• Exhibiting some strange behaviors. In an attempt to gain your attention, your child may start doing things that are entirely out of character. If not to attract your attention, then it might be to lash out or vent their frustration. Check to be sure you’re spending enough time with your child when you start to notice strange behaviors out of nowhere.

How do you Fit your Children into your Busy Schedule?

There will always be life commitments to follow through on. Below are tips on how to spend more quality time with your child amidst your busy schedule.

  • Firstly is your schedule really that busy? Be honest with yourself. Is it that your schedule is jammed packed with really important things. Things that are more important than your family. Do you stay at work in the evenings till 7, then come home, and then when the children are in bed, sit and watch TV or scroll through social media? It is important that we find time for ourselves. However maybe some days you come home at 5, spend time with your family, and then work for an hour or so in the evening. Even sit with them as they do their homework. It is easy to be busy. But are you actually time-bound with what you need to do, or is it that you like to do it in that order for you.
  • Are the times you are busy fixed? Carrying on from above. I personally find the most productive time of the day for me and my projects is 5.30 am till other people get up at about 7. I am happy with this and then I go to bed at around 9.30 to 10.00. I don’t watch much TV but I feel that I am doing the things that are important to me, and also making sure I am around for my children. One colleague of mine used to save all her work till Thursday and then just work till it was done, sometime very early the next morning. She decided to have one appalling work night and then have the rest of time for her family. Housework can always be moved around. Again a quick 30 minutes in the morning and then an hour as the children are busy with homework etc.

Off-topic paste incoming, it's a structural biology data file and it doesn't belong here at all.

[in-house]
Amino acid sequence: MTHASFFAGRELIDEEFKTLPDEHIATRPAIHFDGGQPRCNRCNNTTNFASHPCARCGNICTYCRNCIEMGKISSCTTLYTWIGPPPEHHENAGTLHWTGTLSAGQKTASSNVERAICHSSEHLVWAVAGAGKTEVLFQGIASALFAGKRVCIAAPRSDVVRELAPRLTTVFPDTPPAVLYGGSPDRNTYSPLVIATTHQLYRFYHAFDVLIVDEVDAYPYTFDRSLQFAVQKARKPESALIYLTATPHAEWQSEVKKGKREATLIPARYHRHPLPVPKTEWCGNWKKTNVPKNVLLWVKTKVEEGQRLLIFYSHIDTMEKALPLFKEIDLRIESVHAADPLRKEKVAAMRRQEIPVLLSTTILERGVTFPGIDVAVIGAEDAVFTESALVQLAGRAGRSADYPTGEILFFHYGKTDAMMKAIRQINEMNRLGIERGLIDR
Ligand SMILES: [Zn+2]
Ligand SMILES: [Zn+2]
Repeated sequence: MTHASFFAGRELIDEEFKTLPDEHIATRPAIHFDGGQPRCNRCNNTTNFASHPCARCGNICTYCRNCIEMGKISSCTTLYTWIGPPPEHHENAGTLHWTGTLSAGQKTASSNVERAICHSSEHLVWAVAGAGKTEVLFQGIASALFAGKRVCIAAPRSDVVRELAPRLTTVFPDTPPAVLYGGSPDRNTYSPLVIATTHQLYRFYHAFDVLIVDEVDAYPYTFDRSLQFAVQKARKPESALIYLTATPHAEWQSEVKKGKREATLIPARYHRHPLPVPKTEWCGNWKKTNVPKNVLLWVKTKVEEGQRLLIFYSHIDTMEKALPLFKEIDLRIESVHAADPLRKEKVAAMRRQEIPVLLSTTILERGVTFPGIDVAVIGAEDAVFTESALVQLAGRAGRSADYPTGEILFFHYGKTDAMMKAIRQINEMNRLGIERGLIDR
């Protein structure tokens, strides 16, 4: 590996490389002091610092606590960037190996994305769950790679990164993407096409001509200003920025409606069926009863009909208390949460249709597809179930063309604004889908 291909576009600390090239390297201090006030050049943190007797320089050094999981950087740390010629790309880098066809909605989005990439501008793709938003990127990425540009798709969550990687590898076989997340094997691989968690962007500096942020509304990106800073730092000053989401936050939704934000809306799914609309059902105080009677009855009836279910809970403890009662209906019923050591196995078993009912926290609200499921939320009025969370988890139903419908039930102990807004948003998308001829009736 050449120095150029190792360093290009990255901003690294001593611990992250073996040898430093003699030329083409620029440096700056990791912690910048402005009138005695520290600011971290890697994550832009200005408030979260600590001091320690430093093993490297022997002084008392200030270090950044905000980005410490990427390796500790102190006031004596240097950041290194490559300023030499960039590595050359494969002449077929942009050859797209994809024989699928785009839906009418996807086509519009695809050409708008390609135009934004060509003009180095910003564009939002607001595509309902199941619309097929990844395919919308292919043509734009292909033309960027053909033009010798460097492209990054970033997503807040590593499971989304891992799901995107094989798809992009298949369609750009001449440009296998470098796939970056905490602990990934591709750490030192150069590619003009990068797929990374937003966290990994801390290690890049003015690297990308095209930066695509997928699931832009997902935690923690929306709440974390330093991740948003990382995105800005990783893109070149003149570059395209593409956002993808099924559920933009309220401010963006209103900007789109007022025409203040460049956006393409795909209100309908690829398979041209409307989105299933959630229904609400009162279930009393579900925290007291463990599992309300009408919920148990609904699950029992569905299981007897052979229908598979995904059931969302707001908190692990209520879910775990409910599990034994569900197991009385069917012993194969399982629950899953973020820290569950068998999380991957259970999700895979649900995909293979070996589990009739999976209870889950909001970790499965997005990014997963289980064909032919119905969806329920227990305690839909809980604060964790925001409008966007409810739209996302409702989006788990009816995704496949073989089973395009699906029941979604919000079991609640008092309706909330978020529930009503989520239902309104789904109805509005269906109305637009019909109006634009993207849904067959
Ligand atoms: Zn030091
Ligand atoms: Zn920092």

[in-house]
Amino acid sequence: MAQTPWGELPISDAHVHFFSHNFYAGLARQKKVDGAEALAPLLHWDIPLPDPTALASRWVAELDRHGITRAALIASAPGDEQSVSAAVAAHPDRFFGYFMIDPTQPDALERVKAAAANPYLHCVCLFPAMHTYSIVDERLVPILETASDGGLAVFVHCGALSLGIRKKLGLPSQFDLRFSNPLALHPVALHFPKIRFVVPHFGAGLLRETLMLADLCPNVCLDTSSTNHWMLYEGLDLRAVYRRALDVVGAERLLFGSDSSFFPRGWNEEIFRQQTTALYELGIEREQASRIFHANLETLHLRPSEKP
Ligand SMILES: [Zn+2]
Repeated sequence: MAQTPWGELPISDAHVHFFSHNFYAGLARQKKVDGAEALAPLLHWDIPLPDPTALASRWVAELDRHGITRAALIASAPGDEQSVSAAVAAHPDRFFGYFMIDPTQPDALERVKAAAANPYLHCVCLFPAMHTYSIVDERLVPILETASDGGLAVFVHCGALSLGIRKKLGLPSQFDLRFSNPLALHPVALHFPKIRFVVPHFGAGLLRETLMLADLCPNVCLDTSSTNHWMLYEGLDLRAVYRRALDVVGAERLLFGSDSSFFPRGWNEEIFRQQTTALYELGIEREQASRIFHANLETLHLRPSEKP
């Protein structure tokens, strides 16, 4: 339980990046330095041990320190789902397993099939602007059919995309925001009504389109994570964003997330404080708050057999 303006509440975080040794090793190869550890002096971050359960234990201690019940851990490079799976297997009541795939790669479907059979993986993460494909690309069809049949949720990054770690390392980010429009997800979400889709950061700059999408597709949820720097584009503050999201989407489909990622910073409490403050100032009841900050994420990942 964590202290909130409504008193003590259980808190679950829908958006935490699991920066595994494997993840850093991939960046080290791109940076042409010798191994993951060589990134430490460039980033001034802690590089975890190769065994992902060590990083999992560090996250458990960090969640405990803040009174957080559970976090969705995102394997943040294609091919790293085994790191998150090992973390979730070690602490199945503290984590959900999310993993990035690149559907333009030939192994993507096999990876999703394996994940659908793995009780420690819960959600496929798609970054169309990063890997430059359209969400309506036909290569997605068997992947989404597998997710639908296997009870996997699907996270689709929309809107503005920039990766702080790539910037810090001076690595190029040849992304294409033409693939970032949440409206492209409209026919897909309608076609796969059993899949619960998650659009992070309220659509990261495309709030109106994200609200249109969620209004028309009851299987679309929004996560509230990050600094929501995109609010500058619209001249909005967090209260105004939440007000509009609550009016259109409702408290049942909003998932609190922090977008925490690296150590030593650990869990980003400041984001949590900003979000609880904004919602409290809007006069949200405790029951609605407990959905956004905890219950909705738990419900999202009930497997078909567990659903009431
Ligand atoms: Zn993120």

• Recognize that it’s not about the length. Sometimes societal pressure makes us feel guilty about the amount of time we spend with our children. In these circumstances, the mind favors quantity over quality. Like in any relationship, 5 hours just sat next to each other, looking at a screen has value. However, one hour playing a board game with our phone away is worth more. Remember it is about quality time, not the amount of time.
  • Those unstructured family moments do the job just as well. There is nothing wrong with planning elaborate getaways with your child, but those unstructured, non-obvious moments can do the job just as well. A 2007 study led by Tamar Kremer-Sadlik, professor of Anthropology at UCLA, found that the quiet, in-between moments of family life did as much of the real work of family bonding as any fabricated family time. Everyday activities (like sharing meals, household chores, or running errands) may afford families quality moments and social interaction instances that serve important relationship-building opportunities. Chatting in the car instead of listening to the radio as they are on their phones.